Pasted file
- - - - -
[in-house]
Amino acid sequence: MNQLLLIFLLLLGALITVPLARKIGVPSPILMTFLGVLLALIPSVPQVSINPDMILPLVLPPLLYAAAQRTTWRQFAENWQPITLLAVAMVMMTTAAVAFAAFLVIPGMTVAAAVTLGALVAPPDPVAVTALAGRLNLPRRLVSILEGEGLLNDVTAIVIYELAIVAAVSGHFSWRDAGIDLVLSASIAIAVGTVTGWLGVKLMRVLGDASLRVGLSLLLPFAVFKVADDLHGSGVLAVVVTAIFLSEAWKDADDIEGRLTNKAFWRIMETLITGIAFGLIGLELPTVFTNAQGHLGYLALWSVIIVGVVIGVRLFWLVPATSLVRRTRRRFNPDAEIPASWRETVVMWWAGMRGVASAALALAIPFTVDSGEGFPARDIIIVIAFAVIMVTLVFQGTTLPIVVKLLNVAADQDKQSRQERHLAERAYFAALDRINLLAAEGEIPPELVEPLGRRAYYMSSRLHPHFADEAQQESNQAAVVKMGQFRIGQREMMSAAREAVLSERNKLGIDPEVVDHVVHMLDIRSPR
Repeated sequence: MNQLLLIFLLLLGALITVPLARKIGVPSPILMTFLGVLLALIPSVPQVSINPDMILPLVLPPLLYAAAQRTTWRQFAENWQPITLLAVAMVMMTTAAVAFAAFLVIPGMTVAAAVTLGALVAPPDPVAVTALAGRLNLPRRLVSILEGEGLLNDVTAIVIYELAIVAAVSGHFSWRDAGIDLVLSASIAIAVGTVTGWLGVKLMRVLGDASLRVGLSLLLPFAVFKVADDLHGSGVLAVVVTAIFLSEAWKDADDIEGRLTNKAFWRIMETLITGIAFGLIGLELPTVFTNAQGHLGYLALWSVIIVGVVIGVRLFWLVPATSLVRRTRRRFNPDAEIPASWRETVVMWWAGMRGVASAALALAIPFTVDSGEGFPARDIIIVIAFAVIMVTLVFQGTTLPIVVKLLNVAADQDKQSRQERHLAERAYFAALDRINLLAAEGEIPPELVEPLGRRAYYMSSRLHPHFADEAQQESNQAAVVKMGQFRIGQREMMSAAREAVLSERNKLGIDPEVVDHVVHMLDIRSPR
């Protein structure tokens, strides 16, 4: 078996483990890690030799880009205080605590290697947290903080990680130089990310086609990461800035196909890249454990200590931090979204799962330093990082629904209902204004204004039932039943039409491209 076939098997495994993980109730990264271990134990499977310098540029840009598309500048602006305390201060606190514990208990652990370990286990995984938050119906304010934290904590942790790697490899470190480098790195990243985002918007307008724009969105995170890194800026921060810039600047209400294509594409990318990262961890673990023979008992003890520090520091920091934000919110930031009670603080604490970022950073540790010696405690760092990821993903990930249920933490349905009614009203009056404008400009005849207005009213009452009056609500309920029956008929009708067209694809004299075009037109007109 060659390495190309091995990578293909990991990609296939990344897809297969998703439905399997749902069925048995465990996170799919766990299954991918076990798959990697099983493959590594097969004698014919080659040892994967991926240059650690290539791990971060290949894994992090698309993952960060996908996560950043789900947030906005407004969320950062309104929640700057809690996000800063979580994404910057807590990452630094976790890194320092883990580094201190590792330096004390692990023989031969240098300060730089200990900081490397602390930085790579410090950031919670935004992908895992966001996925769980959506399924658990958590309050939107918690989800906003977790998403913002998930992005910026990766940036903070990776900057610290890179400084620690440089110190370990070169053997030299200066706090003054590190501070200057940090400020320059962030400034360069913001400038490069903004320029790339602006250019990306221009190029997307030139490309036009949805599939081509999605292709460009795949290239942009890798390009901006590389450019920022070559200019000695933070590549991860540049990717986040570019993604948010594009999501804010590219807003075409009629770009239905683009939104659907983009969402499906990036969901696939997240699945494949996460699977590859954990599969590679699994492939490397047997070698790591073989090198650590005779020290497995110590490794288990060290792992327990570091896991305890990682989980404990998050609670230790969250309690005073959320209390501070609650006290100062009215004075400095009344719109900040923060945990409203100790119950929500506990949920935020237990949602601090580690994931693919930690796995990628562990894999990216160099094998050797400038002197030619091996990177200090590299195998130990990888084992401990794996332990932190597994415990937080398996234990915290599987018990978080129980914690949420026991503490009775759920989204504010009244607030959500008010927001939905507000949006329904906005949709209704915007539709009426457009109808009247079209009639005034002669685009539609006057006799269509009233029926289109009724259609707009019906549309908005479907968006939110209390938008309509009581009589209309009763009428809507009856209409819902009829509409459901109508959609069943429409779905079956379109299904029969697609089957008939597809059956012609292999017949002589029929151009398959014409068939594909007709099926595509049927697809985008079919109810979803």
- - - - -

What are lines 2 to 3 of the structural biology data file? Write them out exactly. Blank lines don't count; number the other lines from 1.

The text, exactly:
Amino acid sequence: MNQLLLIFLLLLGALITVPLARKIGVPSPILMTFLGVLLALIPSVPQVSINPDMILPLVLPPLLYAAAQRTTWRQFAENWQPITLLAVAMVMMTTAAVAFAAFLVIPGMTVAAAVTLGALVAPPDPVAVTALAGRLNLPRRLVSILEGEGLLNDVTAIVIYELAIVAAVSGHFSWRDAGIDLVLSASIAIAVGTVTGWLGVKLMRVLGDASLRVGLSLLLPFAVFKVADDLHGSGVLAVVVTAIFLSEAWKDADDIEGRLTNKAFWRIMETLITGIAFGLIGLELPTVFTNAQGHLGYLALWSVIIVGVVIGVRLFWLVPATSLVRRTRRRFNPDAEIPASWRETVVMWWAGMRGVASAALALAIPFTVDSGEGFPARDIIIVIAFAVIMVTLVFQGTTLPIVVKLLNVAADQDKQSRQERHLAERAYFAALDRINLLAAEGEIPPELVEPLGRRAYYMSSRLHPHFADEAQQESNQAAVVKMGQFRIGQREMMSAAREAVLSERNKLGIDPEVVDHVVHMLDIRSPR
Repeated sequence: MNQLLLIFLLLLGALITVPLARKIGVPSPILMTFLGVLLALIPSVPQVSINPDMILPLVLPPLLYAAAQRTTWRQFAENWQPITLLAVAMVMMTTAAVAFAAFLVIPGMTVAAAVTLGALVAPPDPVAVTALAGRLNLPRRLVSILEGEGLLNDVTAIVIYELAIVAAVSGHFSWRDAGIDLVLSASIAIAVGTVTGWLGVKLMRVLGDASLRVGLSLLLPFAVFKVADDLHGSGVLAVVVTAIFLSEAWKDADDIEGRLTNKAFWRIMETLITGIAFGLIGLELPTVFTNAQGHLGYLALWSVIIVGVVIGVRLFWLVPATSLVRRTRRRFNPDAEIPASWRETVVMWWAGMRGVASAALALAIPFTVDSGEGFPARDIIIVIAFAVIMVTLVFQGTTLPIVVKLLNVAADQDKQSRQERHLAERAYFAALDRINLLAAEGEIPPELVEPLGRRAYYMSSRLHPHFADEAQQESNQAAVVKMGQFRIGQREMMSAAREAVLSERNKLGIDPEVVDHVVHMLDIRSPR